Portrait photographers capture moments in time for families, parents, and children. But in order to tell the whole story, you need to switch your camera to video mode, and become the storyteller behind the camera. Join Courtney Holmes, family photographer, filmmaker, and founder of FilmingLife Academy as she empowers you to add video to your photography business.

In this class, Courtney takes you on location to a home in Seattle to see how she organizes a family shoot from start to finish. You will learn in a unique way how Courtney works to capture authentic family moments on video and how to stay flexible in a new home environment that you’ve never filmed in before. 

Courtney will teach you:

  • How to change your mindset from photographer to videographer
  • How to add videography to your brand
  • Pricing and marketing tips
  • What to ask in order to capture the best story for your clients
  • The technical skills you’ll need for video
  • Post-processing using Adobe® Premiere Pro®
  • How to choose music, import, organize, create, and polish the final product

Courtney has learned how to make filmmaking into a viable business, and is going to give you the tools to move forward and tell the stories that families will treasure for a lifetime.

Reviews

Adam Nicholls
 

Worth a watch! Courtney provides a clear and organised class, she is also very passionate about what she does which is always nice to see. She has a great back story which is fantastic. This course is good for beginners who have some knowledge in photography and want to learn more about video. I would recommend that people do not refer this class to the bible of filmmaking as I feel you can expand further on what Courtney teaches. Some useful tips for beginners but some methods I personally feel can be taught differently. I feel a gimbal is a useful bit of kit if used correctly. You can still use a gimbal when in manual mode providing you follow the basics rules! Obviously if Courtney prefers not to use a gimbal then that's also fine but I wouldn't discourage students from exploring useful filmmaking tools. Slow motion can be achieved with 50/60fps however I feel other frame rates should have been discussed like 120fps. I liked that Courtney engaged with the students as it gets them involved and will help them remember what they have learned during the class. Thank you for taking the time to share some of your knowledge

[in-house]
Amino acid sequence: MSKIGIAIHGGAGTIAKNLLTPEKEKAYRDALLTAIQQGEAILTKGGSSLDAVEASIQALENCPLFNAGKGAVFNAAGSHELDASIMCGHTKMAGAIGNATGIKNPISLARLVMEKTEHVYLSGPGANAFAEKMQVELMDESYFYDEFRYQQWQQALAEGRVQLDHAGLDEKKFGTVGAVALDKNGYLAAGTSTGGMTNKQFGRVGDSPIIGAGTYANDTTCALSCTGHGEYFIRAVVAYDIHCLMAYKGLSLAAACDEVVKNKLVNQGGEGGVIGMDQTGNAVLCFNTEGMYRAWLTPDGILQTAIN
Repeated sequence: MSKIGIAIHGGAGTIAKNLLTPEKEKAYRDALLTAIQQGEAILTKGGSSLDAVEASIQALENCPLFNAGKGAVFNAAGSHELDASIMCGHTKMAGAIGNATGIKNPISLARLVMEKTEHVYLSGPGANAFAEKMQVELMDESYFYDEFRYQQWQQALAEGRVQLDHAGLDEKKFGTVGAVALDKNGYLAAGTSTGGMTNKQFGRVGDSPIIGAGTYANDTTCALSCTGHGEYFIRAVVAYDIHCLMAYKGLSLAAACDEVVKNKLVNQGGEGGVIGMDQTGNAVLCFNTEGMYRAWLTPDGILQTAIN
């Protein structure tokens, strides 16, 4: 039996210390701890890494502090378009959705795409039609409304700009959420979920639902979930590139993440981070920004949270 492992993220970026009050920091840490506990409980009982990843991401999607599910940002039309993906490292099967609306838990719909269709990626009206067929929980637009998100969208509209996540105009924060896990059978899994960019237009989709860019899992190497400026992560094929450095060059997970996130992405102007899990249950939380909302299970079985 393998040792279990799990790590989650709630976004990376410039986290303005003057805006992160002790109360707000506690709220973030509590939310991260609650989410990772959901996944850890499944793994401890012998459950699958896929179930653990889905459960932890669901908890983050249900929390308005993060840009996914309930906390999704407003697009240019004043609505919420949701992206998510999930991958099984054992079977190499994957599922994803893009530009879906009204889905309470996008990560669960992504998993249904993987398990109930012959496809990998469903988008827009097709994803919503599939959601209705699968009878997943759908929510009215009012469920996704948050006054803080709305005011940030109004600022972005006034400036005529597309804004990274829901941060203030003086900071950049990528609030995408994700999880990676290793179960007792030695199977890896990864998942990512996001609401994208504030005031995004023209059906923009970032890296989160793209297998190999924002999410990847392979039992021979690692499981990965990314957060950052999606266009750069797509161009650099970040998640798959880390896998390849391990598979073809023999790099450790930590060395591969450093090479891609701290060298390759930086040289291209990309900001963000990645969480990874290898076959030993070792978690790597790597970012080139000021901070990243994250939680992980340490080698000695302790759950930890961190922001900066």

a Creativelive Student
 

Courtney's work is absolutely amazing and inspiring. I feel lucky that she has chosen to share her process and that this class is available! After watching all the videos and trying my hand at this video thing, I am feeling really encouraged and inspired to do more- both personally and professionally. I appreciate the way that she breaks things down in the video and that she shares her thought process. A really great course!

AShley
 

Courtney’s course completes me! I have storytelling “holes” in my film previously, but this course helped fill those holes to create a flow and a film with emotion. Not only is the course wonderful (and well worth every penny) but Courtney is wonderful as well! I had such an amazing experience at Creative Live!!!!